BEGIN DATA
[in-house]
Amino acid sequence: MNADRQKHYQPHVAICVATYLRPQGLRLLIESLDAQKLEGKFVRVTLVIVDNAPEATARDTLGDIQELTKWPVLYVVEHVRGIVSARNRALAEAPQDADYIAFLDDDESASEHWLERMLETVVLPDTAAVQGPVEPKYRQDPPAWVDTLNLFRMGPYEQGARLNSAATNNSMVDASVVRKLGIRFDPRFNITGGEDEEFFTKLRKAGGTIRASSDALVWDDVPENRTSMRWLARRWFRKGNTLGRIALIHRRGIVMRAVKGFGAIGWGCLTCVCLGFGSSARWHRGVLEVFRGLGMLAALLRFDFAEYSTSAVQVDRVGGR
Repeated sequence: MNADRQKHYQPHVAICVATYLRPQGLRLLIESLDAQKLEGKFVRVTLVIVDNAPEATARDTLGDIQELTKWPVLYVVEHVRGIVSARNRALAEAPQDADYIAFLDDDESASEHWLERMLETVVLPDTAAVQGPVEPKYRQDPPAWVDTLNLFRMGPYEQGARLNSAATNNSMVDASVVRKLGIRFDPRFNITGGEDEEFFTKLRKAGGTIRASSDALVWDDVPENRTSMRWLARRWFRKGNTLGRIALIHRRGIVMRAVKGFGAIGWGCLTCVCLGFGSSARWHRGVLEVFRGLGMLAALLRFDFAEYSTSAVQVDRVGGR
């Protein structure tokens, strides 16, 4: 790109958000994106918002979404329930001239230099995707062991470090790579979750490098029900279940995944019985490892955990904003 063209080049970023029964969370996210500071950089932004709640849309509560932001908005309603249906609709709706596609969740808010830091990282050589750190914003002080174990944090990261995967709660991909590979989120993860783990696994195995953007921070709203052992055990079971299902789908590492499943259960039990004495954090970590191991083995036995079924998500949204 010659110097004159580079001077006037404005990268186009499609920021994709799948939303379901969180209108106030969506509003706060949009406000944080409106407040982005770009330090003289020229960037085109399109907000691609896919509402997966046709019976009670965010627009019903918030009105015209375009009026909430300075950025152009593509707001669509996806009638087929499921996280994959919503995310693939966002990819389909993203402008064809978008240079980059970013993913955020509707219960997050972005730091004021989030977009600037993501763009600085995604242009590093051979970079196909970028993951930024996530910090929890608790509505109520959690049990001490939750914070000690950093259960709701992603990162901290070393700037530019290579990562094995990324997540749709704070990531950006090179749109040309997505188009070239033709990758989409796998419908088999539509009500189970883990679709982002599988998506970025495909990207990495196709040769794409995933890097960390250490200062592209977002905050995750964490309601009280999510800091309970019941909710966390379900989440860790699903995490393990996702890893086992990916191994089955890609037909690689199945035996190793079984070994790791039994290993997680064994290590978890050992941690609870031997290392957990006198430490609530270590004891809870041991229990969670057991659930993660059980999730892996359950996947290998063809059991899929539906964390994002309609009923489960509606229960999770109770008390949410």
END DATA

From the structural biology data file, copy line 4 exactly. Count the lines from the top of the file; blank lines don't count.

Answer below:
């Protein structure tokens, strides 16, 4: 790109958000994106918002979404329930001239230099995707062991470090790579979750490098029900279940995944019985490892955990904003 063209080049970023029964969370996210500071950089932004709640849309509560932001908005309603249906609709709706596609969740808010830091990282050589750190914003002080174990944090990261995967709660991909590979989120993860783990696994195995953007921070709203052992055990079971299902789908590492499943259960039990004495954090970590191991083995036995079924998500949204 010659110097004159580079001077006037404005990268186009499609920021994709799948939303379901969180209108106030969506509003706060949009406000944080409106407040982005770009330090003289020229960037085109399109907000691609896919509402997966046709019976009670965010627009019903918030009105015209375009009026909430300075950025152009593509707001669509996806009638087929499921996280994959919503995310693939966002990819389909993203402008064809978008240079980059970013993913955020509707219960997050972005730091004021989030977009600037993501763009600085995604242009590093051979970079196909970028993951930024996530910090929890608790509505109520959690049990001490939750914070000690950093259960709701992603990162901290070393700037530019290579990562094995990324997540749709704070990531950006090179749109040309997505188009070239033709990758989409796998419908088999539509009500189970883990679709982002599988998506970025495909990207990495196709040769794409995933890097960390250490200062592209977002905050995750964490309601009280999510800091309970019941909710966390379900989440860790699903995490393990996702890893086992990916191994089955890609037909690689199945035996190793079984070994790791039994290993997680064994290590978890050992941690609870031997290392957990006198430490609530270590004891809870041991229990969670057991659930993660059980999730892996359950996947290998063809059991899929539906964390994002309609009923489960509606229960999770109770008390949410």